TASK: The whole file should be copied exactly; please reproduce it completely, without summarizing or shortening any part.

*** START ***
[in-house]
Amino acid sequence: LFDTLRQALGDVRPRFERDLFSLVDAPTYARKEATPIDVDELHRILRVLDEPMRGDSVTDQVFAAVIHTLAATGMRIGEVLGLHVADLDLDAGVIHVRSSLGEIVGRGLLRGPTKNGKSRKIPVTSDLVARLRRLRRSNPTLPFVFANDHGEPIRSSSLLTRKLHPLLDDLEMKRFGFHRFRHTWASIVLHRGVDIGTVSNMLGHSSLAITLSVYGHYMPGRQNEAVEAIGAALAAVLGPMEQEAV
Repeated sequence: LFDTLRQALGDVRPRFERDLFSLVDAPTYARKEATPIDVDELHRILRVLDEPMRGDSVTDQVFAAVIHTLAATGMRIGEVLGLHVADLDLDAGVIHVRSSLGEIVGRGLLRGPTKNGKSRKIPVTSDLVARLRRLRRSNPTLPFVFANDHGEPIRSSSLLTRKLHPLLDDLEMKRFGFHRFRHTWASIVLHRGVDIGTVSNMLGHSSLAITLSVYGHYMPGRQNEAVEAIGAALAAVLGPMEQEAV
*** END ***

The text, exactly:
[in-house]
Amino acid sequence: LFDTLRQALGDVRPRFERDLFSLVDAPTYARKEATPIDVDELHRILRVLDEPMRGDSVTDQVFAAVIHTLAATGMRIGEVLGLHVADLDLDAGVIHVRSSLGEIVGRGLLRGPTKNGKSRKIPVTSDLVARLRRLRRSNPTLPFVFANDHGEPIRSSSLLTRKLHPLLDDLEMKRFGFHRFRHTWASIVLHRGVDIGTVSNMLGHSSLAITLSVYGHYMPGRQNEAVEAIGAALAAVLGPMEQEAV
Repeated sequence: LFDTLRQALGDVRPRFERDLFSLVDAPTYARKEATPIDVDELHRILRVLDEPMRGDSVTDQVFAAVIHTLAATGMRIGEVLGLHVADLDLDAGVIHVRSSLGEIVGRGLLRGPTKNGKSRKIPVTSDLVARLRRLRRSNPTLPFVFANDHGEPIRSSSLLTRKLHPLLDDLEMKRFGFHRFRHTWASIVLHRGVDIGTVSNMLGHSSLAITLSVYGHYMPGRQNEAVEAIGAALAAVLGPMEQEAV